When looking for a commercial property, you may wonder whether to purchase or lease a space. To help you decide, we will outline the advantages and disadvantages of both.
Location – In certain markets, more properties are available to lease than to purchase, which provides a business with more options. Leasing may also enable users to occupy a space in a location where they couldn’t afford to purchase.
Flexibility – Leasing can provide greater flexibility to a user who may need to contract, expand or relocate in the future.
Availability of cash – Leasing typically requires less cash out of pocket than purchasing. Therefore, businesses have more available capital to invest in the company’s products/services or to establish additional locations.
Source of financing – Leasing can be viewed as a source of financing, which can benefit many small or marginally profitable firms that may find traditional financing difficult to obtain.
Stability of costs – The long-term occupancy costs of leasing are typically simple to estimate. Tenants are generally insulated from unforeseen capital costs such as the replacement of mechanical systems, structural repairs or roof/parking lot replacement.
Tax Benefits – Unlike ownership, the occupancy costs of leasing are fully deductible, including that portion of rent attributable to the value of the land.
Focus – Leasing space enables the user to concentrate on its primary business without the distractions of property management.
Cost – For a firm with a strong earnings record, ready to access to capital, and the ability to take advantage of tax benefits from ownership, leasing is often the more expensive alternative.
Loss of appreciation – Leasing means the tenant does not benefit from property appreciation.
Contractual penalties- If leased property becomes obsolete or the business occupying the space becomes unprofitable, the tenant must continue paying rent or face penalties for default.
Loss of salvage value – Many leases state that any improvements made by the tenant become property of the landlord at the end of the lease term or must be removed at the tenant’s expense.
Control – When leasing, users have little to no control over the other tenants in the building, rent increases and other factors that may adversely impact business.
Appreciation – An owner enjoys the benefit of capital appreciation over time.
Debt reduction & equity build-up– Assuming conventional financing, an owner enjoys debt reduction and equity build-up through amortization of the original loan amount, since both interest and principal are included in every mortgage payment.
Control – Within certain legal limits, a user who owns a building enjoys the opportunity to operate the building as they see fit.
Income – If a portion of the property is rented, income from other tenants can be used to pay the mortgage on the property or fund other business objectives.
Tax advantages – An owner enjoys the benefit of interest and cost recovery deductions that reduce the annual tax liability from real estate operations. Accumulated cost recovery deductions and capital gains from appreciation are typically taxes less than the user’s ordinary income tax rate. The user enjoys the benefit of those unused tax dollars until the property is sold.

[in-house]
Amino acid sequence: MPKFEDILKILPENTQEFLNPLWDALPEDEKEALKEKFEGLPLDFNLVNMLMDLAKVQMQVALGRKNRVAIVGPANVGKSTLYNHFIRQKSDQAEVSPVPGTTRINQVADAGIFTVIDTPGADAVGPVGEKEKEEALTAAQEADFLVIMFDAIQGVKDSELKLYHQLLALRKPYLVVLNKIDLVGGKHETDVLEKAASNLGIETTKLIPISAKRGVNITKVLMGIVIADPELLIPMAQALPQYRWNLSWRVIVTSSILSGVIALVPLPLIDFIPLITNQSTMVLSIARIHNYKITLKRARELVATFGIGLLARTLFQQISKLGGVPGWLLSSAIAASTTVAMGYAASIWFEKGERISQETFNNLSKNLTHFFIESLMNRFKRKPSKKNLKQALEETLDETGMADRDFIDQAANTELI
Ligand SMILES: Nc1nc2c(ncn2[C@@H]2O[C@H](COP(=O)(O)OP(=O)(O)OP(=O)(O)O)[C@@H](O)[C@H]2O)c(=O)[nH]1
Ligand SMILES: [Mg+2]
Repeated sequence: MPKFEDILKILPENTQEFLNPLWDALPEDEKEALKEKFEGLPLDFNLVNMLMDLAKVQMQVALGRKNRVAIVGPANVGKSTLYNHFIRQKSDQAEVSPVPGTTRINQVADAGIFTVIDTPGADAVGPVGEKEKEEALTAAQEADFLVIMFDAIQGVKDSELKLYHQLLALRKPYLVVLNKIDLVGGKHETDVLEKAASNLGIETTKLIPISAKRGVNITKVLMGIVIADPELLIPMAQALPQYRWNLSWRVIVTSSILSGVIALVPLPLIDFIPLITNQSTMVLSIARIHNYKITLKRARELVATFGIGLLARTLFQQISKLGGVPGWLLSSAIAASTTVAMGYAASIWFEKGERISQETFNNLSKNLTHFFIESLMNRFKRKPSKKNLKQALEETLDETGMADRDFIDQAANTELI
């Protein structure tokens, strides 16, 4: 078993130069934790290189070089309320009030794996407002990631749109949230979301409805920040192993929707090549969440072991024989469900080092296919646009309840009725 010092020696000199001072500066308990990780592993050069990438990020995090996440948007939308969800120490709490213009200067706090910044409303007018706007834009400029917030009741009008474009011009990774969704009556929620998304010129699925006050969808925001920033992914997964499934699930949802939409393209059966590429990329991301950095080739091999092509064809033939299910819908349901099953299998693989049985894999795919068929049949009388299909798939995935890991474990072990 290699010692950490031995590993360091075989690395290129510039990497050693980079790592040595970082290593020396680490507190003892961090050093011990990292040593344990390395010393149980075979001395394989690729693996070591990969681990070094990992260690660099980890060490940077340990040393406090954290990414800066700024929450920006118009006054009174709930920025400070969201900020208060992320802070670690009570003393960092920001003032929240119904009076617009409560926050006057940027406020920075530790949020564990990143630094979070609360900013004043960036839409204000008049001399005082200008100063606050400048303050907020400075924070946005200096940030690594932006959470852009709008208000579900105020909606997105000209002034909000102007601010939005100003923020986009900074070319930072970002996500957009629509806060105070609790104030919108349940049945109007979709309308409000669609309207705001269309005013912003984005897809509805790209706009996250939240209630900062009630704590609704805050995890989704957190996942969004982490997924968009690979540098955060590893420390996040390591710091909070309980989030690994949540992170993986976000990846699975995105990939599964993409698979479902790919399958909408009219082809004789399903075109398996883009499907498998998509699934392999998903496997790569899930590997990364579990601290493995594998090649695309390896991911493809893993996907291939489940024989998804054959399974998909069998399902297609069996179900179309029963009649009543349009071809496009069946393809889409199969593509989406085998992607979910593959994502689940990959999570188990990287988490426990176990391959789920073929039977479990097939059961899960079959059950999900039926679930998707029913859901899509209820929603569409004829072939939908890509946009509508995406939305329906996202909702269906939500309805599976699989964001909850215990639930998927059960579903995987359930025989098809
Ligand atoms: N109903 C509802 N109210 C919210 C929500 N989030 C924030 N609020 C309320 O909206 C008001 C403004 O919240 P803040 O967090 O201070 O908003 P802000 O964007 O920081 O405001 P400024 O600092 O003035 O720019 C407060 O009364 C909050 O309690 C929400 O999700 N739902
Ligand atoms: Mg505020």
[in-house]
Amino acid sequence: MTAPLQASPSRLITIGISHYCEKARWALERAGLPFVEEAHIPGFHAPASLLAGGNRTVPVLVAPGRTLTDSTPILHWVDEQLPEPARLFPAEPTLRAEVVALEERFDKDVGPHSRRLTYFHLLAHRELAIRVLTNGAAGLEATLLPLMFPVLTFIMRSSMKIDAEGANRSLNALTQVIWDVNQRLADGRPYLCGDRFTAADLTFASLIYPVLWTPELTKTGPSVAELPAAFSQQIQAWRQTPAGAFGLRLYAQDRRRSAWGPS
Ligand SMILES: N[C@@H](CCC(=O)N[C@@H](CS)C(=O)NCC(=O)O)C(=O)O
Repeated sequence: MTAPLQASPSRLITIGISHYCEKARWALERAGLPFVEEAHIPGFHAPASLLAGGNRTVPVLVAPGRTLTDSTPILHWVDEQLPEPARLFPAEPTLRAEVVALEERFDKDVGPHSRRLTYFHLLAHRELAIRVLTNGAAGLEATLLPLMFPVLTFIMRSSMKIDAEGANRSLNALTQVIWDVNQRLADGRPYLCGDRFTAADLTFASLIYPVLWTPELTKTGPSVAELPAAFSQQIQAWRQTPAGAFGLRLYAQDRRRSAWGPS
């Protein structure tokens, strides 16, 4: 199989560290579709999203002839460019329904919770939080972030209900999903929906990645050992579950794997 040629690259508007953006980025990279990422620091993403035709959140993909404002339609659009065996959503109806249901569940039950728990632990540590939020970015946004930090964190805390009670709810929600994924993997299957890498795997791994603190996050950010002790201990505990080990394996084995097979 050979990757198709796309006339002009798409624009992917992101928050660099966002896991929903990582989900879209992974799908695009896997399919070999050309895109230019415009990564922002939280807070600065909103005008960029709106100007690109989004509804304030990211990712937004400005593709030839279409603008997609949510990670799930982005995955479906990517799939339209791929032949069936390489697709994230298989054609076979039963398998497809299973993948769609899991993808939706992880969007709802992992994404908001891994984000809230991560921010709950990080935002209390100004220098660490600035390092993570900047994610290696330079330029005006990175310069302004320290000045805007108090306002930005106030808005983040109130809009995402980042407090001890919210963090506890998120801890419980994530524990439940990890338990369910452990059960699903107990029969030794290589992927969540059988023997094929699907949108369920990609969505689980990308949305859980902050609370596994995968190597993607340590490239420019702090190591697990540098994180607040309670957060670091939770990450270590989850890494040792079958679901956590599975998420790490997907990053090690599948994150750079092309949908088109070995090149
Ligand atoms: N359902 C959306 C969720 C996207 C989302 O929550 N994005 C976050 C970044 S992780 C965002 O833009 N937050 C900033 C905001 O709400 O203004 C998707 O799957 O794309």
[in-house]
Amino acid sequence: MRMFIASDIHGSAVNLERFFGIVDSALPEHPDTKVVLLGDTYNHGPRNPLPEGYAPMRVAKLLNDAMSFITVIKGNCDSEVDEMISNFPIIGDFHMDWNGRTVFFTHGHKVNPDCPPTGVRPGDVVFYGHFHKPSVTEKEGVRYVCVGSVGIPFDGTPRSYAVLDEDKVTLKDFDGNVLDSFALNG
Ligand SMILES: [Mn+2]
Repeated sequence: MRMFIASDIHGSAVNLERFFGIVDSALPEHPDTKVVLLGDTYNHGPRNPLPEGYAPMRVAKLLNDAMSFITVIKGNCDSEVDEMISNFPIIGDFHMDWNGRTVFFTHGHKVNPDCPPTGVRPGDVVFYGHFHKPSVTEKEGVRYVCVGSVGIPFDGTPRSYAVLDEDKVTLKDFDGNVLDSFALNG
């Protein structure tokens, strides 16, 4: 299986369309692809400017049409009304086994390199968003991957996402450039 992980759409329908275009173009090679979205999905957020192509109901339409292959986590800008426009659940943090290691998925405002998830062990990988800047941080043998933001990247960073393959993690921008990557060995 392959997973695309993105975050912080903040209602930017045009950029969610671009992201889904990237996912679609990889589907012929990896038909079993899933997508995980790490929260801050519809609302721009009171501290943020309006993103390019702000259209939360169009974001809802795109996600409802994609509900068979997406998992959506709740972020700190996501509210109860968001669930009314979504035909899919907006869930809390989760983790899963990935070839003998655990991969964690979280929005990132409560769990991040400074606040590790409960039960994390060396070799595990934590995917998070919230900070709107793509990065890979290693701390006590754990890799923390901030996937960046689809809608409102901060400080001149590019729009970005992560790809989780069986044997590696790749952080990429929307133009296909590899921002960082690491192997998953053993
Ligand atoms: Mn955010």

Time frame – The decision to purchase should be made with a holding period of at least five years in mind. Although commercially properties historically appreciate in values, the costs of acquisition and disposition may offset or eliminate the benefits of appreciation over a short-term holding period.
Inflexibility – Owned facilities often do not lend themselves to the expansion or contraction of building improvements.
Initial Capital Outlay – Most commercial lenders require equity at closing of 20 to 30 percent of the cost of the property acquired. This equity requirement ties up capital that could otherwise be deployed to grow the user’s business.
Management – The management of commercial property can absorb manpower and require an owner to focus on building management issues such as legal compliance, health and safety, contractor management and other issues not related to the user’s primary business.
Financing – The sources and availability of debt may be limited in times of economic recession or depression, and rising interest rates may make refinancing difficult or impossible.
Financial Liability – Although equity financing and investment capital may be readily available, a commitment to long-term debt financing often involves a 20 to 30 year amortization and possible loan provisions that mandate pre-payment penalties if a loan is paid off prematurely.
Risks – There are numerous risks to ownership, including internal and external obsolescence, market risks, financing risks and unforeseen capital requirements for repairs and maintenance.
Contact one of Menlo Group’s expert advisors to learn more about if leasing or purchasing is right for your and your business.